Faiza S. Khan on fashion in Pakistan in Open Magazine:
Karachi Fashion Week was held recently, showcasing the work of 32 Pakistani designers, the largest, but by no means only, event of its kind in the country. Occurring amid postponements and last minute changes of venue due to security concerns, for reasons that surely don’t require stating, it was eventually held at Karachi’s Marriott hotel, the Islamabad branch of which was brought crashing down last year, killing over 50 people. Every night for four nights, eight designers sent models down a blazing white runway in everything from shalwar kameez and gharara to skirts, jeans, shorts and, in one instance, something that looked suspiciously like my bedroom curtains, only worn with a belt, baring more or less the same amount of flesh one might expect to see at an opulent private party.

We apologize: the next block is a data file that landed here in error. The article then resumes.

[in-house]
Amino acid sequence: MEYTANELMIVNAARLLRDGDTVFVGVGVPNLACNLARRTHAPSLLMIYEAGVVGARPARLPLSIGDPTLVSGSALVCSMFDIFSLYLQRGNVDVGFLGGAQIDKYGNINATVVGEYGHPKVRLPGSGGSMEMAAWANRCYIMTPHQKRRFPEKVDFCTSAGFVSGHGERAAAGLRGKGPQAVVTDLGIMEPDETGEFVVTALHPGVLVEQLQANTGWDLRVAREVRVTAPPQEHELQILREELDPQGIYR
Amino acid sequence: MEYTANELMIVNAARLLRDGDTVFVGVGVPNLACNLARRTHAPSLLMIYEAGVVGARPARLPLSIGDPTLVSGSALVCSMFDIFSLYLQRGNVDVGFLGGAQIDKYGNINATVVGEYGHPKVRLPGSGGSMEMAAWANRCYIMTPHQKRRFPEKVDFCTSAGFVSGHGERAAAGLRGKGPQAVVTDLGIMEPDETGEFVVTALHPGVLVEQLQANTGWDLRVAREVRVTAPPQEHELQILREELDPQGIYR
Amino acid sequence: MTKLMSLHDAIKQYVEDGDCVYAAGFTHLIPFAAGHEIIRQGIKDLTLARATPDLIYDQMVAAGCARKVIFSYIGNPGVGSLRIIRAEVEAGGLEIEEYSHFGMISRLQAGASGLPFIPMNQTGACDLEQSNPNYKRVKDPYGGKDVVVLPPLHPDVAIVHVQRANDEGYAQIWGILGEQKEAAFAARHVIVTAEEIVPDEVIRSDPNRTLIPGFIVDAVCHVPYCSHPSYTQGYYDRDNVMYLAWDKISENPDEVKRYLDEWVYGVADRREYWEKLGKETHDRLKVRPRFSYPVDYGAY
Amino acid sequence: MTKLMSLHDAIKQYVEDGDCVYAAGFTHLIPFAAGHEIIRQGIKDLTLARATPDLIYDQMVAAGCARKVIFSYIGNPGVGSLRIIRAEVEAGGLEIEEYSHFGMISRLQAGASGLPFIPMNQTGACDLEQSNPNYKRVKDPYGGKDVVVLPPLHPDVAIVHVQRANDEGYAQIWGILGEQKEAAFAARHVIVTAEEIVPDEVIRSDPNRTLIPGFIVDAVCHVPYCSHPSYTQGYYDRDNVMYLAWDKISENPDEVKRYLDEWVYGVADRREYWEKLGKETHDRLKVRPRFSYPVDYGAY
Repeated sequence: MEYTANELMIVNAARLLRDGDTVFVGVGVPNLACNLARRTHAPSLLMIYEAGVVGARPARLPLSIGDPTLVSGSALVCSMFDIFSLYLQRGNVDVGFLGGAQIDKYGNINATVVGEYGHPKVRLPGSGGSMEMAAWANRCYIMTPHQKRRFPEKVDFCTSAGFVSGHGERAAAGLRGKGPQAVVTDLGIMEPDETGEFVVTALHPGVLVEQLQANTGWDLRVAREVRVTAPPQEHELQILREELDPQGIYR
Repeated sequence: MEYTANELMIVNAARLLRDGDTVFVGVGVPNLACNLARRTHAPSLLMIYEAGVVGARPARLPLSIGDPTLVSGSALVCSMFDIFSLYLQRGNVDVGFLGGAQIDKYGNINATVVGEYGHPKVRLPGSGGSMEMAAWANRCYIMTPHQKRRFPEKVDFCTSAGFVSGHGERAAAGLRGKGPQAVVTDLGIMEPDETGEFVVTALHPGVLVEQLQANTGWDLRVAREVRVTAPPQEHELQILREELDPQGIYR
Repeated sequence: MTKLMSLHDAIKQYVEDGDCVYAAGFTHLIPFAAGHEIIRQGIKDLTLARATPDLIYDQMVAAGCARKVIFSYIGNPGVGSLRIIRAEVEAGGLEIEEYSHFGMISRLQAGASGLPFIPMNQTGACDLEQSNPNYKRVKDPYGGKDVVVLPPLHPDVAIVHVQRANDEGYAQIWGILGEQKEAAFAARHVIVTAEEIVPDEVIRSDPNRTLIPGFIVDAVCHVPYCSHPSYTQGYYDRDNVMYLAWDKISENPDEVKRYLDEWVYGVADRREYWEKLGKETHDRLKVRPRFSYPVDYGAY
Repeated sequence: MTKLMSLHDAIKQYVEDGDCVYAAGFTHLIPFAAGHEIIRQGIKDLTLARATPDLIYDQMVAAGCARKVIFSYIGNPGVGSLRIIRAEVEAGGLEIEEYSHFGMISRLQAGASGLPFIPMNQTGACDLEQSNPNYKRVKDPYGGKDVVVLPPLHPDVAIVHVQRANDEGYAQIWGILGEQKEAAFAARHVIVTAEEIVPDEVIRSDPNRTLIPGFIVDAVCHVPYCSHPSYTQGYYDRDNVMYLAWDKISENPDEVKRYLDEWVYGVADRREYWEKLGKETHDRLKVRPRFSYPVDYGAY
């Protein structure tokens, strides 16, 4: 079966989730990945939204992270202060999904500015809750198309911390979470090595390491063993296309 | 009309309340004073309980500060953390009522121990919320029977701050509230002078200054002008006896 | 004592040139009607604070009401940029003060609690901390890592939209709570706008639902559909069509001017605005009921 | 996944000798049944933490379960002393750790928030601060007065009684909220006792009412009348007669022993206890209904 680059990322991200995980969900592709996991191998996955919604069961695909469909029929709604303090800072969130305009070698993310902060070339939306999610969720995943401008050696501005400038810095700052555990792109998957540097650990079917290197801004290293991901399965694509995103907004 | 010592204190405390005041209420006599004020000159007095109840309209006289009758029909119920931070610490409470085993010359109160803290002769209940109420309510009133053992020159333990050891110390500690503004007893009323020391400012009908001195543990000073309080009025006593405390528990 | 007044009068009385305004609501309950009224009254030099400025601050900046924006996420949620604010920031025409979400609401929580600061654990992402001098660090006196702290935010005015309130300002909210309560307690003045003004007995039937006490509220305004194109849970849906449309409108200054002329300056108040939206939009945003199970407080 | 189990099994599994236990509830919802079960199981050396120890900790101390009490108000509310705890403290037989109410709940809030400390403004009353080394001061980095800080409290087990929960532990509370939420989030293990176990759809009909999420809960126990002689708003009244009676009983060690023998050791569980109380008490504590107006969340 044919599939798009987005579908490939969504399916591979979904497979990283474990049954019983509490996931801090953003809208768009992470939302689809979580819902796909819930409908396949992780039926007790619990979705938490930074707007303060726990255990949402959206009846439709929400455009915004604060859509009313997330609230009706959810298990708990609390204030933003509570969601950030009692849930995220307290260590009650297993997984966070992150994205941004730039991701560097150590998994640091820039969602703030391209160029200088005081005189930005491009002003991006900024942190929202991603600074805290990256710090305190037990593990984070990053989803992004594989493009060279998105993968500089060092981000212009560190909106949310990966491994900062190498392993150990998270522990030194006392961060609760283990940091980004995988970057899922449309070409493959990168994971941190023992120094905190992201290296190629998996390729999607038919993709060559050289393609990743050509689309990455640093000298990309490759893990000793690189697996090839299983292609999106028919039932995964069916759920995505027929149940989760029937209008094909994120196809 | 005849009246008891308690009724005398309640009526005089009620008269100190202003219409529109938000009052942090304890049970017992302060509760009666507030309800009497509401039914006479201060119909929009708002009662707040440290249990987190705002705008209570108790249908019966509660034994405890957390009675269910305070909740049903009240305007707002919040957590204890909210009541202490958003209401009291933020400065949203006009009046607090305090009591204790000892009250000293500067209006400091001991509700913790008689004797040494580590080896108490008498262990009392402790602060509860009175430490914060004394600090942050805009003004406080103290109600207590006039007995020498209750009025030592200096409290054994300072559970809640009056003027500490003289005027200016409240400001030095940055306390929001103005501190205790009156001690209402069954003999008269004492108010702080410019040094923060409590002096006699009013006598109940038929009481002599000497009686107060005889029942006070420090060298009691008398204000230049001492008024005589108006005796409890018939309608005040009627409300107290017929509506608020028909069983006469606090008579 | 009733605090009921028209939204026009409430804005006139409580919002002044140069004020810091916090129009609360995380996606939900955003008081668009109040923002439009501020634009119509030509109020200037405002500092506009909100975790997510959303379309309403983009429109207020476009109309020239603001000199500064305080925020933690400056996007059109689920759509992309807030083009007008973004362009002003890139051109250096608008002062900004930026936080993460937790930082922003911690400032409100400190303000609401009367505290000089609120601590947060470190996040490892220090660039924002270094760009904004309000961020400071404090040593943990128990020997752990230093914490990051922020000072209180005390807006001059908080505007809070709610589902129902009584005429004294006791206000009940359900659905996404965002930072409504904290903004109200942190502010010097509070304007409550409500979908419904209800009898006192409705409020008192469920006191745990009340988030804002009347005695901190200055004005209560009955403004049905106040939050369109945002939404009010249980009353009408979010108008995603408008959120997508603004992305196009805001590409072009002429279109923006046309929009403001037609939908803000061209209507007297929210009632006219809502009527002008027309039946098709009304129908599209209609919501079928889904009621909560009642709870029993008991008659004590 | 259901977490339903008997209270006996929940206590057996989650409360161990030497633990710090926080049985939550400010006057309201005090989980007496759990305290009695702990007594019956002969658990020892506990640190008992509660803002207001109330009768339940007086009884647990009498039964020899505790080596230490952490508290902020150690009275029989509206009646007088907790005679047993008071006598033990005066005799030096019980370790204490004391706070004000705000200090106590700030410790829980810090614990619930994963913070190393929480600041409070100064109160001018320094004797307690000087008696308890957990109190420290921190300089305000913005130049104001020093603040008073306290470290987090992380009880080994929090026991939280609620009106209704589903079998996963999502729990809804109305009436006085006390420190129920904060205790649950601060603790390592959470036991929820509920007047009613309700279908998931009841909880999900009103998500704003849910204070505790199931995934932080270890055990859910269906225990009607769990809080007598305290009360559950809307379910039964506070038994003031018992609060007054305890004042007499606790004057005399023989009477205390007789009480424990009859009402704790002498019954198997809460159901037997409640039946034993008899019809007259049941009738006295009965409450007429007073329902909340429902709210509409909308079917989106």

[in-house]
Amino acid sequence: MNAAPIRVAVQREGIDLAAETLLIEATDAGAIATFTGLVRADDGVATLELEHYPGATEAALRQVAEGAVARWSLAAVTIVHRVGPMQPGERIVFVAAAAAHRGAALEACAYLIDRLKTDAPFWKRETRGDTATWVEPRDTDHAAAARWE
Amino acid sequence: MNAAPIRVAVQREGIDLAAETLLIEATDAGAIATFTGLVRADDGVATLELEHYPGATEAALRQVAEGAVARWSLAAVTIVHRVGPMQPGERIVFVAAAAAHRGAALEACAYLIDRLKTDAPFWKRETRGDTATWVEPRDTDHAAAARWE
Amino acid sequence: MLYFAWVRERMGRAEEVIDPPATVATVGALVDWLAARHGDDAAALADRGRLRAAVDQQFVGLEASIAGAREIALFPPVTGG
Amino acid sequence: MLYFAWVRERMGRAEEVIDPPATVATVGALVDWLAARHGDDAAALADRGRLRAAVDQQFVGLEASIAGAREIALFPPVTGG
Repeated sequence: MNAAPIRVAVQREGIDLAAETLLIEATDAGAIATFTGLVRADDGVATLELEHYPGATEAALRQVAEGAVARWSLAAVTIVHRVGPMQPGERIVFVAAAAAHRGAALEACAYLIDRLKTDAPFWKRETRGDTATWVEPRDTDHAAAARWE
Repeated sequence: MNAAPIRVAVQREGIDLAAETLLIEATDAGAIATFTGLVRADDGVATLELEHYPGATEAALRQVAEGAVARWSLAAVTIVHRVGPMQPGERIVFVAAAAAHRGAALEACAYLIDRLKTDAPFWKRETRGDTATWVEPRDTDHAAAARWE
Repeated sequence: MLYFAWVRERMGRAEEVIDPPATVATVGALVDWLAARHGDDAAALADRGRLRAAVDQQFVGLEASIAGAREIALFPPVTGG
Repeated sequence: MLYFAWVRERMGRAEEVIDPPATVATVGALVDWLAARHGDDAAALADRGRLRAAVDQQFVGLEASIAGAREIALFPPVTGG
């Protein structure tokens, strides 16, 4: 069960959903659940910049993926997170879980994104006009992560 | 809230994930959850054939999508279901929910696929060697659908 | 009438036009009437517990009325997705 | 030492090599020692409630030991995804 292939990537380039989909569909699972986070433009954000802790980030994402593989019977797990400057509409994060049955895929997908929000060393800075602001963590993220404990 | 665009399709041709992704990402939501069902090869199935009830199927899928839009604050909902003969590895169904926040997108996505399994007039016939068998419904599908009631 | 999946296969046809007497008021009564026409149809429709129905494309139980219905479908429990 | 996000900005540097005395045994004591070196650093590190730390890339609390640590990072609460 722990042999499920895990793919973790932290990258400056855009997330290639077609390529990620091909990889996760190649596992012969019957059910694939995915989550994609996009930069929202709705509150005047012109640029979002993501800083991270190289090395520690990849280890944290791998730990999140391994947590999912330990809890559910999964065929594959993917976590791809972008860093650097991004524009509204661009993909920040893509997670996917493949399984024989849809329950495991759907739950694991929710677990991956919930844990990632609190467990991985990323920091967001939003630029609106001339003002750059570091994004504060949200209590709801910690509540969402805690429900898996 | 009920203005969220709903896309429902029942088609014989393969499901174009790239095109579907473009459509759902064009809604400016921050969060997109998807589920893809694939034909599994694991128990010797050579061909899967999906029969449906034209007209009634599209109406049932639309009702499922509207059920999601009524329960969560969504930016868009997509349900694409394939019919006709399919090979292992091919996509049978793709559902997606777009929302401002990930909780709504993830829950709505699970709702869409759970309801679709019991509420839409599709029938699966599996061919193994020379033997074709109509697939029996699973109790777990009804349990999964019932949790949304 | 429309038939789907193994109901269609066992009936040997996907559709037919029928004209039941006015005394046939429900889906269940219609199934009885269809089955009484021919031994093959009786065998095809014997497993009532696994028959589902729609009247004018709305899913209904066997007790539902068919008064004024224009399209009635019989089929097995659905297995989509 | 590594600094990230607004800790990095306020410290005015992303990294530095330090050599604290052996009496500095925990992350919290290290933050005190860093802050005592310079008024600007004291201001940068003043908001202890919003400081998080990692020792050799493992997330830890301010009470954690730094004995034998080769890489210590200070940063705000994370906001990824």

While the extent to which the exercise stimulated the economy remains to be seen, its effect on international media was instantaneous, with the event resulting in writers going head to head to claim the journalistic equivalent of the Golden Raspberry Award. It was with some bewilderment that one read in the papers the next day of the display of a bare back and some thigh hailed as “snubbing the Taliban”, regardless of the fact that it was done in a private, carefully contained environment filled with people who were not remotely like the Taliban, i.e. socialites, designers, buyers and the inevitable twerp in gigantic sunglasses in the dead of night. There was the de rigueur cliché of how daring it was to see skimpily dressed models in a society where women generally cover up, entirely omitting to mention that distinctions exist between those people who cover up and those who don’t, and fashion models fall quite clearly into the latter category. One scribe wrote of how heroic it was to show exposed navels while war is simultaneously waged in Waziristan, as if these two are somehow connected, as if, perhaps, the navels were being bared in Waziristan or that the war would be won should the military choose to spend its budget on tank-tops rather than tanks.